Postgraduate Course: Principles of Geographical Information Science (Block1) (PGGE11067)
|School||School of Geosciences
||College||College of Science and Engineering
|Credit level (Normal year taken)||SCQF Level 11 (Postgraduate)
||Availability||Available to all students
|Summary||Many areas of research in the Geosciences benefit from quantitative and spatial analysis techniques. Geographical Information Science (GIS) is concerned with the theory and application of computer based techniques to reason about, and solve, geographical problems. The range of applications include marketing, analysis of census data, and environmental problem solving ¿ applied across a range of scales ¿ from the local to the global. There are considerable challenges in modelling geographic phenomenon; what data should be recorded? How can different data be integrated? What types of analysis are appropriate and what generalisations can be inferred from our observations. This then, is an intensive five week, 10 credit course, providing a theoretical and practical introduction to GIS that variously covers these topics.
This short, intensive, introductory course provides an essential background for students with limited knowledge of Geographic Information Science and as a foundation for other courses. The module begins by tracing the origins and recent rapid development of GIS and outlines linkages with other related technologies. Principles covered include co-ordinate reference systems, map projections and the different models that GIS employ to represent real-world entities. Also considered are the effects that these models and the analytical functionality of systems have on the information that can be derived. Vector and raster data models are explained and there is an introduction to representing and analysing 3D, terrain data. Basic elements of graphic design and communication are reviewed to ensure that output from GIS is comprehensible and efficiently understood.
GIS and Geography
Representing Geography and Data Modelling
Cartographic Design and Map Projections
Data capture and data quality
The lectures are complimented by a series of computer based practicals and surgery sessions in which a series of 'hands on' tutorials will enable students to gain first hand practical knowledge of how to use a GIS system. That knowledge is then used to complete a project in the form of a project design document, and a degree assessed GIS project.
Practical 1 ArcGIS: an introduction to frames, layers, colours and symbols
Practical 2 Data acquisition, editing and management
Practical 3 Spatial analysis using raster datasets
Practical 4 Spatial analysis with vector data
Practical 5 Cartographic Design and Map projections
Entry Requirements (not applicable to Visiting Students)
||Other requirements|| None
Information for Visiting Students
|High Demand Course?
Course Delivery Information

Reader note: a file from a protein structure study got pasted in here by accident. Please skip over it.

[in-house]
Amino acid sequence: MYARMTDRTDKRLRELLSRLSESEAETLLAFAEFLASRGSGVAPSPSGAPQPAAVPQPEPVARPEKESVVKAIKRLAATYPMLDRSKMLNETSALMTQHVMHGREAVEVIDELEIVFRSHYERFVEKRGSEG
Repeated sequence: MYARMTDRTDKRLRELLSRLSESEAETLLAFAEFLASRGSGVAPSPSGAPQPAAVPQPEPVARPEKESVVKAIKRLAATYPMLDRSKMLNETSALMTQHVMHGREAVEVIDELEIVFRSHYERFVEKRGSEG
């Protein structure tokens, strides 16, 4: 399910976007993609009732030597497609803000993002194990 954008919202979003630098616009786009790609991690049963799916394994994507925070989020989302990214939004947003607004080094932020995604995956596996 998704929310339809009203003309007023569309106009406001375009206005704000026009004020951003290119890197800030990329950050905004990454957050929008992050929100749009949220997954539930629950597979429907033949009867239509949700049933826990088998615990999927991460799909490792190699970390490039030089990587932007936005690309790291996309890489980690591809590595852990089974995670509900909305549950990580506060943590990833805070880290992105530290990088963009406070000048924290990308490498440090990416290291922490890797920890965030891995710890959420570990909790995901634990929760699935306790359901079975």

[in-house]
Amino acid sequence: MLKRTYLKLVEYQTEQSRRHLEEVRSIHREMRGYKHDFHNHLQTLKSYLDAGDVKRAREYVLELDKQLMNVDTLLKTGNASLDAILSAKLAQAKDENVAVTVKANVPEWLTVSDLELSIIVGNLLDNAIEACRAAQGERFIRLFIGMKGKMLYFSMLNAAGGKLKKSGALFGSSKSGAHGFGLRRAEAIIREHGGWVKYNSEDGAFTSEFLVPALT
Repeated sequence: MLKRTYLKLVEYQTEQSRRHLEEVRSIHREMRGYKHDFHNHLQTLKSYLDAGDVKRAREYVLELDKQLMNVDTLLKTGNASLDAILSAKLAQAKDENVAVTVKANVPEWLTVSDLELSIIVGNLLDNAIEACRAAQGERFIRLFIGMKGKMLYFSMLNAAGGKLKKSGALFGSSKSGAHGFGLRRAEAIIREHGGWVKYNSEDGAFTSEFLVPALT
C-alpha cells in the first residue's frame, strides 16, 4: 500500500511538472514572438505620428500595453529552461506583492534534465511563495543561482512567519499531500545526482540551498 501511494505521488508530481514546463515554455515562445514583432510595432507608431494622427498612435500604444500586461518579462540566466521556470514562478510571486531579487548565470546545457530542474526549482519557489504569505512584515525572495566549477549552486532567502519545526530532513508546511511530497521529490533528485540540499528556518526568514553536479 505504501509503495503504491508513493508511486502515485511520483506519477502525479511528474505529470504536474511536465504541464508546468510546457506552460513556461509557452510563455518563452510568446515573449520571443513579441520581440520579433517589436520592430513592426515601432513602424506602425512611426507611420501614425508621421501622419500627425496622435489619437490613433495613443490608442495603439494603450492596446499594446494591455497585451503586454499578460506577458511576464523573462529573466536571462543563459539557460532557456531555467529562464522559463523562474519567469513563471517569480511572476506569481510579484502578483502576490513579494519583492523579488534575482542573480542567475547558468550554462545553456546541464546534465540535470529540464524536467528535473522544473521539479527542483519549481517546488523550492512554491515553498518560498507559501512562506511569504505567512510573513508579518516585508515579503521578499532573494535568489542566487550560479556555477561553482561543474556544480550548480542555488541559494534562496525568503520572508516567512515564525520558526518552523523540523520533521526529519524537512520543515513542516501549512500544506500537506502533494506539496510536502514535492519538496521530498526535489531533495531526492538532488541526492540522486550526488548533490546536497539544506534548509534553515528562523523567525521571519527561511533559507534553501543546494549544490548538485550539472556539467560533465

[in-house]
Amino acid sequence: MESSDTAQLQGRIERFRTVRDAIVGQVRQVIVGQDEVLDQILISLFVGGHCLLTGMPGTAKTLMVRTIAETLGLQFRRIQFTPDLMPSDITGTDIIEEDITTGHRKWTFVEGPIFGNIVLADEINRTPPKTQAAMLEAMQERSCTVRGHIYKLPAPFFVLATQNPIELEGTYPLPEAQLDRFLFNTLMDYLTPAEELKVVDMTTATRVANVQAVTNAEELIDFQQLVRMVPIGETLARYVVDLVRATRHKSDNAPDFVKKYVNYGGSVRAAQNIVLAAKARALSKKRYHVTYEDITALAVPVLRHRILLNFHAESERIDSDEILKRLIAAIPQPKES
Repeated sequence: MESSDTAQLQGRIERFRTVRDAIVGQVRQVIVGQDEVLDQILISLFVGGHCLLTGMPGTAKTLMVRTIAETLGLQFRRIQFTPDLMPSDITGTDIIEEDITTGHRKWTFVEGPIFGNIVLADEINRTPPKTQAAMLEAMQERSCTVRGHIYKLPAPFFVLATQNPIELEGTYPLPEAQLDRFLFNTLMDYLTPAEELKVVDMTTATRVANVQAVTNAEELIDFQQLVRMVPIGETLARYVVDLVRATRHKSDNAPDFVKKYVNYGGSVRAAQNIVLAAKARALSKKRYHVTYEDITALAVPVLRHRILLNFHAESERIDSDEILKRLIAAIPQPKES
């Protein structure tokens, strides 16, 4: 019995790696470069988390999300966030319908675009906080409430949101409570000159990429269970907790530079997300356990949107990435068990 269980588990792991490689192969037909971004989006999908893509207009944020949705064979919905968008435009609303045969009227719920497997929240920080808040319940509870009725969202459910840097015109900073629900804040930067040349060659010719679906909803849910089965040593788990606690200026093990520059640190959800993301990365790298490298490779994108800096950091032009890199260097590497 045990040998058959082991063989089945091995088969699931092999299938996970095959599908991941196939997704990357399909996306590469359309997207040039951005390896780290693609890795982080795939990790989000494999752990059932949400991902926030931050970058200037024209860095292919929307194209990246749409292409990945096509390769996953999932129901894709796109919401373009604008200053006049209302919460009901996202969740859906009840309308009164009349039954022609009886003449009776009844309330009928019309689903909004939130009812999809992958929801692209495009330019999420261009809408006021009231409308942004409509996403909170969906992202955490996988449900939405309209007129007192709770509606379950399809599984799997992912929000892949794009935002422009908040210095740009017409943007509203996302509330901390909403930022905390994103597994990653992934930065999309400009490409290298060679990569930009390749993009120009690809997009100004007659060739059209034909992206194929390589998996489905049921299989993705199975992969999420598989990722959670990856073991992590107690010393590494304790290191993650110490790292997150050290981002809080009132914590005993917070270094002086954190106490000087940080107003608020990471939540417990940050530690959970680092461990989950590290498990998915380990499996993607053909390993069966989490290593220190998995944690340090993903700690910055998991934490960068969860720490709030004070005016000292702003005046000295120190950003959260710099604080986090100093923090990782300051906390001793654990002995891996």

|Academic year 2015/16, Available to all students (SV1)
||Block 1 (Sem 1)
|Learning and Teaching activities (Further Info)
Lecture Hours 12,
Seminar/Tutorial Hours 12,
Programme Level Learning and Teaching Hours 2,
Directed Learning and Independent Learning Hours
|Assessment (Further Info)
|Additional Information (Assessment)
||Computer-based GIS project 50%
Exam 50% (one hour; answer one essay question from a choice of four)
||Hours & Minutes
|Main Exam Diet S1 (December)||Principles of Geographical Information Science (Block1)||1:00|
On completion of this course, the student will be able to:
- Demonstrate an understanding of the components and range of methods which make up a geographical information systems and understand the importance of data modelling in the storage of geographical data within database systems.
- Learn how spatial data are acquired and appreciate the functionality of ArcGIS software, including basic expertise in analysis, classification, query, and integration of vector and raster data and visualisation.
- Apply appropriate cartographic principles in the construction of maps and visualisation of geographic information.
- Develop an integrated practical project, drawing on appropriate source data, providing sensible analysis, output and drawing appropriate conclusions.
Heywood, I., Cornelius, S. and Carver, S. (2011) An Introduction to Geographical Information Systems. Prentice Hall, Fourth Edition.
Introductory Reading Material
Schmandt, M. GIS Commons: An introductory textbook on Geographic Information Systems
free web enabled resource: http://giscommons.org/
Bolstad, P. Chapter 1: An introduction to GIS, GIS Fundamentals 4th Edition
Practical supporting material
ESRI training for ArcGIS users
Free web enabled tutorials http://www.esri.com/training/main
Textbooks complimentary to class text
de Smith, M Goodchild M F Longley P A 2015 Geospatial Analysis A Comprehensive Guide to Principles Techniques and Software tools. Third edition
free web enabled resource: http://www.spatialanalysisonline.com/index.html
Burrough P A, McDonnell R A & Lloyd C.D. (2015) Principles of Geographical Information Systems for Land Resources Assessment. Oxford: Clarendon. Third Edition.
Longley P A, Goodchild M F, Maguire D J and Rhind D W (eds) (2010) Geographical Information Systems and Science. Chichester: Wiley. 3rd Edition.
Stillwell, J., Clarke, G. 2003 Applied GIS and Spatial Analysis (edited volume) John Wiley
Longley, P.A., Batty, M. 2003 Advanced Spatial Analysis: The CASA Book of GIS
International Journal of Geographical Information Science, http://www.tandfonline.com/
Computers, Environment and Urban Systems (CEUS),
Transactions in GIS, http://onlinelibrary.wiley.com/
Cartography and GIS http://www.cartogis.org/
|Course organiser||Dr William Mackaness
Tel: (0131 6)50 8163
|Course secretary||Mr Edwin Cruden
Tel: (0131 6)50 2543
© Copyright 2015 The University of Edinburgh - 18 January 2016 4:34 am